C is for Cookie

If anyone remembers Sesame Street, Cookie Monster sang a song that went, “C is for Cookie, that’s good enough for me…” So what does an old song from a children’s television show have to do with affiliate marketing? Well, one term that any affiliate marketer should be familiar with is Cookie. In affiliate marketing, a cookie is something that ‘tags’ a visitor to an affiliate site and ‘records’ the link that was the source of that visitor. The source, or referrer, is the website that hosted the affiliate link that the visitor clicked on to end up at the destination (i.e. the affiliate site).

The cookie ensures that if the visitor ‘belongs to’ or was ‘referred by’ a link from your website, that you will be credited with the affiliate sale should that visitor return to the affiliate site within a given timeframe and make a purchase. Generally cookies may last any amount of time, called the cookie length.  These lengths vary, but are typically 30 days, 60 days, or 90 days. And if you are still wondering about the term cookie, it is just a snippet of data that is automatically placed on a visitor’s website and it is totally harmless.

As an astute affiliate marketer, one of the items that you need to evaluate anytime you are considering joining a new affiliate program is the cookie length of that program. The longer the length, the more time a visitor has to return to the affiliate site and make a purchase for which you will receive a commission. Naturally, it is wise to choose affiliate programs that have cookies that last a long time. Some programs even offer lifetime cookies.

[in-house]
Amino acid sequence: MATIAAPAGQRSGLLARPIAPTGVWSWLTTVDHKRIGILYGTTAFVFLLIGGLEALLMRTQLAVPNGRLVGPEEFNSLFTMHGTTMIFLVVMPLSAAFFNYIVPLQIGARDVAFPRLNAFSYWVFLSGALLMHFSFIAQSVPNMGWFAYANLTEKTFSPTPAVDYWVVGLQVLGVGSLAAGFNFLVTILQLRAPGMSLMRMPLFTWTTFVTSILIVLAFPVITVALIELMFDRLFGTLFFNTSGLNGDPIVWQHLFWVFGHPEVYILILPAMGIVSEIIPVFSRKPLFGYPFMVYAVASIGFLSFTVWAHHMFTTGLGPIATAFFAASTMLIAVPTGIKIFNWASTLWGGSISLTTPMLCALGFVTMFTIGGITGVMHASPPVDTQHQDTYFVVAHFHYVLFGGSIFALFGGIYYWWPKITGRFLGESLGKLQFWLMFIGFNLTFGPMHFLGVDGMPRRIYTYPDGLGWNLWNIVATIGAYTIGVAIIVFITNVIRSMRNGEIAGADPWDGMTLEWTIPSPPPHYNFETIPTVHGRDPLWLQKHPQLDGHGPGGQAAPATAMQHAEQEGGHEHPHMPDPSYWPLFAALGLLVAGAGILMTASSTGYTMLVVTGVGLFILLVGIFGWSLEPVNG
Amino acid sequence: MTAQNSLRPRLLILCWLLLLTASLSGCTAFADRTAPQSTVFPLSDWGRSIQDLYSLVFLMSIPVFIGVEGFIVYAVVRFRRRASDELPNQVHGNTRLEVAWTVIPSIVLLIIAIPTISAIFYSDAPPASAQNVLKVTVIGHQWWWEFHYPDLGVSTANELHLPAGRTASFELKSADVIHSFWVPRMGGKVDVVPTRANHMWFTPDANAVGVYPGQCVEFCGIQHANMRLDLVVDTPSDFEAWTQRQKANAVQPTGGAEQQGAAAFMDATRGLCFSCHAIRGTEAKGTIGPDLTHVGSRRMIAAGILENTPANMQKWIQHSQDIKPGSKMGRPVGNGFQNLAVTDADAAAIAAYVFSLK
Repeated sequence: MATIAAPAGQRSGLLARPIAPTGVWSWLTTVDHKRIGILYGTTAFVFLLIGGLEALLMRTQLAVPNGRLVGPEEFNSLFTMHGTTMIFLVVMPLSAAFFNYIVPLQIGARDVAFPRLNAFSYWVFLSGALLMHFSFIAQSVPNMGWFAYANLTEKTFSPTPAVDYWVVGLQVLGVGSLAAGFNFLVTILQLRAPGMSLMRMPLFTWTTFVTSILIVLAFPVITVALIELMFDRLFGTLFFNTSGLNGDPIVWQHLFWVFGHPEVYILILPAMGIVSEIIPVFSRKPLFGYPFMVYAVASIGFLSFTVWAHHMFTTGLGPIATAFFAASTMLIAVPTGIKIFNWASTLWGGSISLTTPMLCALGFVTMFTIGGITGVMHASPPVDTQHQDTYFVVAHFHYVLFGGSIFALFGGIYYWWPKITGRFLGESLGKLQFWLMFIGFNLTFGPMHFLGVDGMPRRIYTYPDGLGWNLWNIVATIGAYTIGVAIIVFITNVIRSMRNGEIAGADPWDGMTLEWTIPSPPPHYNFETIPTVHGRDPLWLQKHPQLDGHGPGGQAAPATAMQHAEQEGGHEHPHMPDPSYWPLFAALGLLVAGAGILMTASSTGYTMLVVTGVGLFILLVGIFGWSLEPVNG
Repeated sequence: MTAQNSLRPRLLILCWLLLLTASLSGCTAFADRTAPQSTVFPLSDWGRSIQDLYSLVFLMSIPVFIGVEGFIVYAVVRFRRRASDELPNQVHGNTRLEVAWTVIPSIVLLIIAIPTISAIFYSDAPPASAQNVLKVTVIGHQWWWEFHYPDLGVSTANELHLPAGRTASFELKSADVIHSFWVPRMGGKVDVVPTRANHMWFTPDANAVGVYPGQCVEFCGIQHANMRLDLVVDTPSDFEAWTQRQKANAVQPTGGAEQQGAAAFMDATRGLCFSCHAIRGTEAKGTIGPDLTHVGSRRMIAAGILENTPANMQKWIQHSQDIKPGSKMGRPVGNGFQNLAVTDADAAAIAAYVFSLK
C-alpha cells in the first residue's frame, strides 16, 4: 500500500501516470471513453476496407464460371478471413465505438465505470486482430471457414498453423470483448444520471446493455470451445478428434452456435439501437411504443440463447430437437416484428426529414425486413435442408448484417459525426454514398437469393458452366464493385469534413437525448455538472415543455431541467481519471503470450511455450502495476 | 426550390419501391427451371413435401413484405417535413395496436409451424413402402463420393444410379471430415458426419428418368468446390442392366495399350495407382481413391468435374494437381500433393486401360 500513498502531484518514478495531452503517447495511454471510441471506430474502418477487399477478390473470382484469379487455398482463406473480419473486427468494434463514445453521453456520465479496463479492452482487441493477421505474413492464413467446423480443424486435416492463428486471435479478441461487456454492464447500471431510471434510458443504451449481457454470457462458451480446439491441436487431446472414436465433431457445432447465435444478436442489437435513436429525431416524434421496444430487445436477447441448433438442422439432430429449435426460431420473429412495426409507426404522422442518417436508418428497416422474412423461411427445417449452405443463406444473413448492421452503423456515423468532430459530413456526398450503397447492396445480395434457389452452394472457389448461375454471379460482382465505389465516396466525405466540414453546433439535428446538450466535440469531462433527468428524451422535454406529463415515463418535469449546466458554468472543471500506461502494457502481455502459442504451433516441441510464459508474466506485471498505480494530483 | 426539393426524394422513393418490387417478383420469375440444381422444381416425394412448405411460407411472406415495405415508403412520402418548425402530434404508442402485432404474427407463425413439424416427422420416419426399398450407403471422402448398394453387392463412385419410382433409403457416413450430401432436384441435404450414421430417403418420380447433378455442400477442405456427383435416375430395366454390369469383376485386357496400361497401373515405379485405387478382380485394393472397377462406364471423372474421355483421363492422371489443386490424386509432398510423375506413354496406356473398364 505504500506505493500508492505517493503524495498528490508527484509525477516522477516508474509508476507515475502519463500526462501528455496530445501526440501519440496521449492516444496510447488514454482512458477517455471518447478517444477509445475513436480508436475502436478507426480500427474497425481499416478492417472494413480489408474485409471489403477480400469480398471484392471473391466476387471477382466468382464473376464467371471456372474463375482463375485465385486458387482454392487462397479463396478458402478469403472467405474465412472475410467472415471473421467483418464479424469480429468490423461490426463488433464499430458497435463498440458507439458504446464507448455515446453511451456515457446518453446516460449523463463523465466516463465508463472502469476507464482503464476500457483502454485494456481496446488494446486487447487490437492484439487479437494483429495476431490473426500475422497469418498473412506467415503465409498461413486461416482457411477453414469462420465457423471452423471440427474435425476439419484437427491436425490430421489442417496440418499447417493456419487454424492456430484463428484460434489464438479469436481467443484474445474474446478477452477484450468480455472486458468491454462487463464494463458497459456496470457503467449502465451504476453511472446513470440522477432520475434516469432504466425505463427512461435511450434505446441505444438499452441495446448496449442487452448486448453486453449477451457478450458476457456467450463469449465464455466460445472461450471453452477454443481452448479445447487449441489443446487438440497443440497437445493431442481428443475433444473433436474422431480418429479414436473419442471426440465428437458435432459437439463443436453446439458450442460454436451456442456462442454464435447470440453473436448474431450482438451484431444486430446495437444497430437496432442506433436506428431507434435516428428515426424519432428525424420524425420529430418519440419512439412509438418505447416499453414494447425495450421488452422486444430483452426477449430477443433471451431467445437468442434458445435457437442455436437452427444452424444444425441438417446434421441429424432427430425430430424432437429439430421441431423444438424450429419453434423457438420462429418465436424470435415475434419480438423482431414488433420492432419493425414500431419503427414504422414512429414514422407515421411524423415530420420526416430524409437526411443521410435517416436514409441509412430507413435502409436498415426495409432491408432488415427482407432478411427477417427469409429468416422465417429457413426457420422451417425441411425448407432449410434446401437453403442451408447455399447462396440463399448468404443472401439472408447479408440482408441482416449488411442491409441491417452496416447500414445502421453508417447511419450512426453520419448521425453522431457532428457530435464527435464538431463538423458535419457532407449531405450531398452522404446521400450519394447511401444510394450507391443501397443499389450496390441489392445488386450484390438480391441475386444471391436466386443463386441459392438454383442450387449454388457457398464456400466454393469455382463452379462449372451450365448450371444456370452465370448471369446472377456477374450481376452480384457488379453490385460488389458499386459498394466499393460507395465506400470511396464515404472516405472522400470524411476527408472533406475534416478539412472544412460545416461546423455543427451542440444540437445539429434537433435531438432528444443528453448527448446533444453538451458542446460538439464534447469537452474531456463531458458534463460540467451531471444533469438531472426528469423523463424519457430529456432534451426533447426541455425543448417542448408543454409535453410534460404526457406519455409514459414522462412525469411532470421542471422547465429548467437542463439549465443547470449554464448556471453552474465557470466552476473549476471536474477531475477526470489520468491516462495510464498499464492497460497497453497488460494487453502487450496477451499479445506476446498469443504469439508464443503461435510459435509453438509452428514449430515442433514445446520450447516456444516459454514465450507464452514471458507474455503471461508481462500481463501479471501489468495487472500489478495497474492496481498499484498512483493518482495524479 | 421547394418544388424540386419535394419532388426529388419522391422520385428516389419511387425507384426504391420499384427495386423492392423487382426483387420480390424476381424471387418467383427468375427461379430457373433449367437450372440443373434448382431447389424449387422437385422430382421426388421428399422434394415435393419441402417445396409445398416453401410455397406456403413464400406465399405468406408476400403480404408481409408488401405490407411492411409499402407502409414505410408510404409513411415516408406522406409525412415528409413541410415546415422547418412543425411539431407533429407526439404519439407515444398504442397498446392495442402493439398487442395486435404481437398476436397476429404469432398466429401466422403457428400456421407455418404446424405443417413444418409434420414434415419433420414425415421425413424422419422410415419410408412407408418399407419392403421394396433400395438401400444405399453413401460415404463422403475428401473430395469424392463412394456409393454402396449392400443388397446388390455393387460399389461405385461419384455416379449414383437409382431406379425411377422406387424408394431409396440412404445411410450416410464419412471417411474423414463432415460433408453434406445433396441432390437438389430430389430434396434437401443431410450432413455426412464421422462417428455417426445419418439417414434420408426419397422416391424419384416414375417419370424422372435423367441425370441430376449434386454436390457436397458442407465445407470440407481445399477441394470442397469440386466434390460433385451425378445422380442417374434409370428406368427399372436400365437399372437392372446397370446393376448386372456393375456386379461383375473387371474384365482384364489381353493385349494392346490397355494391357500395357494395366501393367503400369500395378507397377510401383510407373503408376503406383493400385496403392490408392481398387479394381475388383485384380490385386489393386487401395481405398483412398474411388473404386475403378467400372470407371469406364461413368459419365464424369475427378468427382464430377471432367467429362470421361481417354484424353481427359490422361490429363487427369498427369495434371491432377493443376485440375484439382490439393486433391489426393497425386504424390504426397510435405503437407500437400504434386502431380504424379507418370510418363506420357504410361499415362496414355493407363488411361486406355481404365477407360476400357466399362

Generally, I like programs that offer lifetime cookies, however there is one downside to only joining affiliate programs that offer lifetime cookies and that is, assuming you are not the first affiliate to refer a particular visitor, you may be sending visitors to the program that have already been referred by or ‘belong to’ someone else. This could be especially true if the program that you are promoting is particularly popular. So there is a downside to only choosing programs that offer lifetime cookies that you should be aware of.

On the other hand, some prgrams offer very short cookies and some do not even tag the visitors you refer at all. In most cases, these types of affiliate programs should not be promoted. It is widely known that visitors often do not make a purchase on the first visit to a store (or in this case an affiliate website) so why refer them to a website that will not give you credit when they return to the site to make a purchase at a later date. It is just bad affiliate marketing to even waste your time promoting such programs.

Finally, there are different ways cookies may be manually deleted by the user so even ‘lifetime’ cookies may not necessarily last forever. Choose a good combination of affiliate programs that integrate well with your content and select programs to promote that offer varying cookie lengths. After you have achieved some success and made some affiliate sales, you will be able to tell which programs are working best for your site and which types of cookies work best with your visitors. Anyway, just remember the old Sesame Street song, “C is for cookie…” the next time you are perusing affiliate programs to join and think about this article from KillerIncome.net when it comes to selecting which affiliate programs you ultimately decide to promote on your website to ensure that you select a good mix of programs offering varying cookie lengths.

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